SA against military intervention in Syria

2013-08-29 10:48
(Ammar al-Arbini, AFP)

(Ammar al-Arbini, AFP)

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Pretoria - The South African government does not support the idea of military intervention in Syria, the department of international relations and co-operation said on Thursday.

While the government remained “deeply concerned about the continuing violence and rapidly deteriorating human rights situation” it did not believe in bombing the country, Dirco spokesperson Clayson Monyela said in a statement.

“South Africa is alarmed at the latest escalation in the conflict in the Syrian Arab Republic and condemns the use of chemical weapons,” Monyela said.

“The use of these weapons in Syria is of serious concern and is wholly unacceptable by any standard.  No cause could ever justify the use of weapons of mass destruction.”
However, Monyela said that “bombing the already suffering people and crumbling infrastructure of Syria, will [not] contribute to a sustainable solution”.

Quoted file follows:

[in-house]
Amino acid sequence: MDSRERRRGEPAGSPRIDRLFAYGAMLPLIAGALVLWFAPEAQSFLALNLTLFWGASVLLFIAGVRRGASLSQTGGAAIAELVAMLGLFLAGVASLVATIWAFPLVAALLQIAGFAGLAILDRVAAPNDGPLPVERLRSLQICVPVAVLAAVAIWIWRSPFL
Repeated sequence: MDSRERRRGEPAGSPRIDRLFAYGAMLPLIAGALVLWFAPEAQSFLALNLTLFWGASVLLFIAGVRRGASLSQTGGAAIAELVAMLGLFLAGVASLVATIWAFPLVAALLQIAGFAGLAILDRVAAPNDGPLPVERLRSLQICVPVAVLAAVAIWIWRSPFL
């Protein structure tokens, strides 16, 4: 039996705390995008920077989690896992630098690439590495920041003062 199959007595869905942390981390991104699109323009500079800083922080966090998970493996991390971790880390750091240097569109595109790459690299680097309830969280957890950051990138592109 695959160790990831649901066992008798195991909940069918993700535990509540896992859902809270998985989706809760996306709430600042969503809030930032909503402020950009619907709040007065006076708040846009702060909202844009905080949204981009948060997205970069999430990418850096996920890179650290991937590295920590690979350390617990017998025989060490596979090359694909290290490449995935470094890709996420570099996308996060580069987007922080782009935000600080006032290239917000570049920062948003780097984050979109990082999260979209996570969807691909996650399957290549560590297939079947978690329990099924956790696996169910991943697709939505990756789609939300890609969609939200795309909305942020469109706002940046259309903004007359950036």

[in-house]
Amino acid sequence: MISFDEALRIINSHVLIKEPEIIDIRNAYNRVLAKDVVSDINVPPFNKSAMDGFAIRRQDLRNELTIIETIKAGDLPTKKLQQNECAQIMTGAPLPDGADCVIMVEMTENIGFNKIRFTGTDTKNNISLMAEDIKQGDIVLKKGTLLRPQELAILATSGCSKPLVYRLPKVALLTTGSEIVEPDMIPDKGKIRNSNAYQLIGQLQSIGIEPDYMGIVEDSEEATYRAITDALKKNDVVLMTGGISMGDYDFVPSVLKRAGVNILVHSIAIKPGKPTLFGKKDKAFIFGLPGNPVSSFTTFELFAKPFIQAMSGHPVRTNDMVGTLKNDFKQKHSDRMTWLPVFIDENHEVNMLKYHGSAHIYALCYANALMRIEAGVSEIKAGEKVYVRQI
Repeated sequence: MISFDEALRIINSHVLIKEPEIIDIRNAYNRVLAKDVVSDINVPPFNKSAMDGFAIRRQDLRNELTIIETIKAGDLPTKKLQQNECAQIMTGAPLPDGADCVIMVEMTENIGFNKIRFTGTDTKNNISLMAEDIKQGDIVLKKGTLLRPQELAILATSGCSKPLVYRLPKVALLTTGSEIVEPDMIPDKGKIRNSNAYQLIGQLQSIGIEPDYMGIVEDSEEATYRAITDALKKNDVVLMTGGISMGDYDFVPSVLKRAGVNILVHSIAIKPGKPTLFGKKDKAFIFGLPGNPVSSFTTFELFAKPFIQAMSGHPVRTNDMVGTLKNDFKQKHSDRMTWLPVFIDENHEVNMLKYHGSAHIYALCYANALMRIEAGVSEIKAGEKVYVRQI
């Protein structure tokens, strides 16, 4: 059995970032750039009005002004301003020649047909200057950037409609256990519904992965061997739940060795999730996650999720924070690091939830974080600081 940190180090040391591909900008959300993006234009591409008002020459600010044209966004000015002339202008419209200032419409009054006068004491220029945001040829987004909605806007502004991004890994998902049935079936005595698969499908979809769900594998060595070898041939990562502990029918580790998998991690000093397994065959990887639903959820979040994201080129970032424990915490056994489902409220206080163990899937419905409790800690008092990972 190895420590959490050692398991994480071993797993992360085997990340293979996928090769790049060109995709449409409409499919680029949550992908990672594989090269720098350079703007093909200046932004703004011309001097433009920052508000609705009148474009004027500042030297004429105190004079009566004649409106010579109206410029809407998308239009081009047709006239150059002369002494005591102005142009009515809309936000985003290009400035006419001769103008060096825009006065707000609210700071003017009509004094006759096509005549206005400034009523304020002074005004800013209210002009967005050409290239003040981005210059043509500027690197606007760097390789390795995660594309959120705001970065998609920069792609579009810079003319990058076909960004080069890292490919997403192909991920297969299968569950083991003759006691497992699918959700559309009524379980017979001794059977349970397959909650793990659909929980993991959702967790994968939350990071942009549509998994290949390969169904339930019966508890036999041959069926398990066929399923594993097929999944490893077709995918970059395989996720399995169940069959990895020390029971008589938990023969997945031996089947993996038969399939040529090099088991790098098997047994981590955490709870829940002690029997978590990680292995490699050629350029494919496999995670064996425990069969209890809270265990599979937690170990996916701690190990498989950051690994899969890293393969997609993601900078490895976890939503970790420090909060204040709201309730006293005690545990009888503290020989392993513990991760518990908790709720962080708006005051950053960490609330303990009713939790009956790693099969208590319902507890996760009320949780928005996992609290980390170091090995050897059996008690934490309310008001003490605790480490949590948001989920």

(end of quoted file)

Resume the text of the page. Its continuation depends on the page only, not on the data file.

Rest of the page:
Britain, France and the United States have been spearheading calls for military action against Syrian President Bashar Assad's regime over the alleged chemical attacks.

US President Barack Obama told PBS NewsHour that his government had concluded that Assad's regime was behind the horrific attack on civilians in a Damascus suburb that killed hundreds of people.

But no decision has been made yet on whether to strike Syria, he said.

However Obama said he had concluded that "direct military engagement, involvement in the civil war in Syria, would not help the situation on the ground".

Monyela said South Africa believed the outcome of military intervention was unpredictable and will only serve to worsen the conflict.

“It will ultimately be the people of Syria who pay the price, whilst those participating in the military intervention will return to safety far away from the crisis.”

The South African government urged all parties involved in the conflict to engage in a process of all-inclusive national dialogue, free of any form of violence.

South Africa believed in a political solution be sought, Monyela said.
Read more on:    clayson monyela  |  syria  |  syria crisis

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